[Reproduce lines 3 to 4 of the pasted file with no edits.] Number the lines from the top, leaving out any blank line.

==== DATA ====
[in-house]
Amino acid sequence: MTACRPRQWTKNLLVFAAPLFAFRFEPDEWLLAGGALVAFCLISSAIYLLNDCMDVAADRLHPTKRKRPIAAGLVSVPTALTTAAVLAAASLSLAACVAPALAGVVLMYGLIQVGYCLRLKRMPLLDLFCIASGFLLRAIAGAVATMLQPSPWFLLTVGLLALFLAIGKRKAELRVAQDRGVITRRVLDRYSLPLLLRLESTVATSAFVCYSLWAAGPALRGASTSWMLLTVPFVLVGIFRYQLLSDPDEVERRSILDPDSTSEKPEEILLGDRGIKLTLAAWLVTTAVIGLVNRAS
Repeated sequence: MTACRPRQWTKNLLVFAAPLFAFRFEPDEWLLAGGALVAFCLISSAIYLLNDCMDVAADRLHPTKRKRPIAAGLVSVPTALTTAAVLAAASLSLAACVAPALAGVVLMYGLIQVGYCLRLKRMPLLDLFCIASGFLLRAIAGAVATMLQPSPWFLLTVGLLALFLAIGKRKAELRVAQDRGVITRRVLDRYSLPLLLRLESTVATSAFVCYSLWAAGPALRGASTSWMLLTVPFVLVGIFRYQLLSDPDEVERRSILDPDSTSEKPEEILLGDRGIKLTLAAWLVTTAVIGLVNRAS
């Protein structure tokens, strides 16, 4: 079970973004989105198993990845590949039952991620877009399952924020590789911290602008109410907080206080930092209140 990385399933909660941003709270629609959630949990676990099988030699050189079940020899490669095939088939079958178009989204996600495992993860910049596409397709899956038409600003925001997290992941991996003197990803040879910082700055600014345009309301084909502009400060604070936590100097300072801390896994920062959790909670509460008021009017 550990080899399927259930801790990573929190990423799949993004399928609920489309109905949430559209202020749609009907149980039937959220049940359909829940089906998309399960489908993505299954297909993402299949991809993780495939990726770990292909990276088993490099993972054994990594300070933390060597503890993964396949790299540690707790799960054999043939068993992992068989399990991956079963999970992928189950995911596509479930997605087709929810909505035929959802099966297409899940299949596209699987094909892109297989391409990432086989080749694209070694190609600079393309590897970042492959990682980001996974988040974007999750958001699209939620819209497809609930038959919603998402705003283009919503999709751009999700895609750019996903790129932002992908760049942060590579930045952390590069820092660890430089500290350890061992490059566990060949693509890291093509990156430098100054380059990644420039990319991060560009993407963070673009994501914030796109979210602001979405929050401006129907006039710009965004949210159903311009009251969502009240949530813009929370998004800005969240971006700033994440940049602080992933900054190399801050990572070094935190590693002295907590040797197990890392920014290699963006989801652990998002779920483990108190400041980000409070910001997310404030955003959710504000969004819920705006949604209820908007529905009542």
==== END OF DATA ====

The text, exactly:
Repeated sequence: MTACRPRQWTKNLLVFAAPLFAFRFEPDEWLLAGGALVAFCLISSAIYLLNDCMDVAADRLHPTKRKRPIAAGLVSVPTALTTAAVLAAASLSLAACVAPALAGVVLMYGLIQVGYCLRLKRMPLLDLFCIASGFLLRAIAGAVATMLQPSPWFLLTVGLLALFLAIGKRKAELRVAQDRGVITRRVLDRYSLPLLLRLESTVATSAFVCYSLWAAGPALRGASTSWMLLTVPFVLVGIFRYQLLSDPDEVERRSILDPDSTSEKPEEILLGDRGIKLTLAAWLVTTAVIGLVNRAS
């Protein structure tokens, strides 16, 4: 079970973004989105198993990845590949039952991620877009399952924020590789911290602008109410907080206080930092209140 990385399933909660941003709270629609959630949990676990099988030699050189079940020899490669095939088939079958178009989204996600495992993860910049596409397709899956038409600003925001997290992941991996003197990803040879910082700055600014345009309301084909502009400060604070936590100097300072801390896994920062959790909670509460008021009017 550990080899399927259930801790990573929190990423799949993004399928609920489309109905949430559209202020749609009907149980039937959220049940359909829940089906998309399960489908993505299954297909993402299949991809993780495939990726770990292909990276088993490099993972054994990594300070933390060597503890993964396949790299540690707790799960054999043939068993992992068989399990991956079963999970992928189950995911596509479930997605087709929810909505035929959802099966297409899940299949596209699987094909892109297989391409990432086989080749694209070694190609600079393309590897970042492959990682980001996974988040974007999750958001699209939620819209497809609930038959919603998402705003283009919503999709751009999700895609750019996903790129932002992908760049942060590579930045952390590069820092660890430089500290350890061992490059566990060949693509890291093509990156430098100054380059990644420039990319991060560009993407963070673009994501914030796109979210602001979405929050401006129907006039710009965004949210159903311009009251969502009240949530813009929370998004800005969240971006700033994440940049602080992933900054190399801050990572070094935190590693002295907590040797197990890392920014290699963006989801652990998002779920483990108190400041980000409070910001997310404030955003959710504000969004819920705006949604209820908007529905009542």